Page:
georgia Lemon Law FAQ

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Georgia Lemon Law Basics

Is There a Lemon Law in Georgia?

YES, the Georgia Motor Vehicle Warranty Rights Act allows consumers to return lemon vehicles to the manufacturer for a refund or replacement vehicle. The law covers new vehicles that have a defect that substantially impairs their use, value, or safety.

To qualify for protection under the law, consumers must report the defect to the manufacturer within the first 24 months or 24,000 miles of ownership, whichever comes first. If the manufacturer fails to repair the vehicle after a reasonable number of attempts, the vehicle is presumed to be a lemon.

Georgians are also protected by the “federal Lemon Law,” the Magnuson-Moss Warranty Act. which offers a longer reporting window, covering any defects reported while the vehicle is under warranty. This ensures that consumers can seek compensation for their lemon even if the vehicle’s defects present themselves after the first two years of ownership.

Does Georgia Have a Lemon Law for Used Cars?

YES, the Magnuson-Moss Warranty Act covers used cars in Georgia as long as the vehicle is covered by warranty when the defect is first reported. So even though the Georgia Motor Vehicle Warranty Rights Act applies only to new vehicles, consumers still have rights when purchasing a used vehicle in Georgia.

What Vehicles Are Excluded from Coverage under the Georgia Lemon Law?

The Georgia Lemon Law specifically excludes coverage for:

● Trucks that weigh more than 12,000 lbs.
● Motorcycles and mopeds
● Golf carts
● The non-vehicle portions of motorhomes

The law covers new, self-propelled vehicles that are purchased with the primary intention of transporting people or property on public roads. Any vehicle that meets this definition can qualify for protection under the Georgia Lemon Law as long as it isn’t one of the excluded vehicle types listed above.

If your vehicle is excluded from protection under the Georgia Lemon Law, it’s still likely to be covered by the Magnuson-Moss Warranty Act. This “federal Lemon Law” applies to all warrantied consumer products, including vehicles.

So if you think you have a lemon, reach out to a Georgia Lemon Law attorney to review your case. Even if your vehicle type isn’t covered by state law, you may still be owed compensation.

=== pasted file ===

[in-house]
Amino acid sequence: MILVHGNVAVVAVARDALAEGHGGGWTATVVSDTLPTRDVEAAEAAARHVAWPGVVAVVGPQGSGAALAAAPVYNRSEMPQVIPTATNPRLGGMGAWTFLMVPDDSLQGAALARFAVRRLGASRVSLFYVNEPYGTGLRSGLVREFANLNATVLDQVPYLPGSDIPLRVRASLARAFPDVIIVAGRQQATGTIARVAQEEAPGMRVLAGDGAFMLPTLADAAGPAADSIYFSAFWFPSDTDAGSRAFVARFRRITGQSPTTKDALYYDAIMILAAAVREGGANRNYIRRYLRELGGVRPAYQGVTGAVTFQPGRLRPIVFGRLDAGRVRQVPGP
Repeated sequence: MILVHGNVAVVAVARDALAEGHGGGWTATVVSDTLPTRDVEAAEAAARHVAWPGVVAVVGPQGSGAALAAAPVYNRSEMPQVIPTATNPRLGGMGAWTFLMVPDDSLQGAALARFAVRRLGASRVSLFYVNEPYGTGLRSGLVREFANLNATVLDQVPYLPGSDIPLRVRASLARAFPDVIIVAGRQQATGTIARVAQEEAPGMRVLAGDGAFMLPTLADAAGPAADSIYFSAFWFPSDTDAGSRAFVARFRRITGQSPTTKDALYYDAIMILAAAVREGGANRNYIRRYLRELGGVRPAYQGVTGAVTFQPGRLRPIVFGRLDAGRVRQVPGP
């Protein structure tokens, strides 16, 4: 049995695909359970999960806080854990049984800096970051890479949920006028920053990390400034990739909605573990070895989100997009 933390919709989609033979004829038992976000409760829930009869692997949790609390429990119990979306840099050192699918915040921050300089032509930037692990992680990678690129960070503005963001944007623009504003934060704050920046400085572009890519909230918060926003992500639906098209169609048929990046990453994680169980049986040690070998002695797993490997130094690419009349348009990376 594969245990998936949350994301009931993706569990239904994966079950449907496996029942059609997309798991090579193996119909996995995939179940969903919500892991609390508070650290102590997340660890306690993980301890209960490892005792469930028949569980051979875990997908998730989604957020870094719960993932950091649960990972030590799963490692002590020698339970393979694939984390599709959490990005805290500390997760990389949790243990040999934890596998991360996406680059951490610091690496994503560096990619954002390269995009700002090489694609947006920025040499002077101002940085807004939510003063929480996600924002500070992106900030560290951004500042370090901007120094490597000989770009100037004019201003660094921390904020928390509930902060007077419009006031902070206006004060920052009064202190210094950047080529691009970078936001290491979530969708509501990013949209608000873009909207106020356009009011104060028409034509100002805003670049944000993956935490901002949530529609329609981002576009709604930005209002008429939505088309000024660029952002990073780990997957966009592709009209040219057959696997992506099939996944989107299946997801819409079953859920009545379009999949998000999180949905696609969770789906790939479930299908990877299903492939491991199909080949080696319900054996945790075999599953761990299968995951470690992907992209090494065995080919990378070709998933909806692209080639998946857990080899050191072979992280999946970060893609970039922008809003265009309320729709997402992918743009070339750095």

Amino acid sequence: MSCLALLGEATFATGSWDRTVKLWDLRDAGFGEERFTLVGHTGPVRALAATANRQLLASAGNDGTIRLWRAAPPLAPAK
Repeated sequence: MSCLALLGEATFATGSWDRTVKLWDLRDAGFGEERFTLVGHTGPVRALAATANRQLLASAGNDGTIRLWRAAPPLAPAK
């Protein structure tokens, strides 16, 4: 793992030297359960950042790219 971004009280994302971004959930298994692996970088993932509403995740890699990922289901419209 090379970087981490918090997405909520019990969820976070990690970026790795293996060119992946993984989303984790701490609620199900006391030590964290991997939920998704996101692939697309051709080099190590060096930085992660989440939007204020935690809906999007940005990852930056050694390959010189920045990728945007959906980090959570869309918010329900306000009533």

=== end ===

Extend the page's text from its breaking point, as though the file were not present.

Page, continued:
What Qualifies as a “Reasonable Number of Repair Attempts” under the Georgia Lemon Law?

Consumers in Georgia can only pursue a Lemon Law claim after providing the manufacturer with a “reasonable number of repair attempts.” Depending on the kind of defect, the law defines a “reasonable number” as anywhere from one to three repair attempts.

For a defect that poses a serious safety issue, a single repair attempt will suffice. For a defect that is not a serious safety issue, the consumer must provide the manufacturer with three repair attempts. Additionally, consumers may pursue claims if their vehicle is out of service for repairs for a total of 30 days, regardless of the number of defects or repair attempts.

What Kinds of Defects Does the Georgia Lemon Law Cover?

The Georgia Lemon Law covers defects that substantially impair the use, value, or safety of a vehicle. It also covers any defect that “renders the new motor vehicle nonconforming to a manufacturer’s warranty.” In laymen’s terms, Georgia Lemon Law applies to any defect covered by the manufacturer’s warranty.

The law does NOT cover defects resulting from abuse, neglect, or unauthorized modifications.

How Long Is the Lemon Law Rights Period in Georgia?

Georgia’s Lemon Law Rights Period lasts for 24 months or 24,000 miles, whichever comes first. Consumers must bring their vehicle in for repairs during this period for it to qualify for protection under the Georgia Lemon Law. After the Rights Period, consumers have an additional 12 months to file for arbitration.

If you miss either of these deadlines, you can still file a claim under the Magnuson-Moss Warranty Act. This law covers all warranty claims; if your vehicle is under warranty when you first report its defect, it’s covered. Plus, you have up to four years after the warranty is breached to file a claim, which often translates to four years after the first failed repair attempt.

What if My Vehicle Is in for Repair When My Rights Period Expires?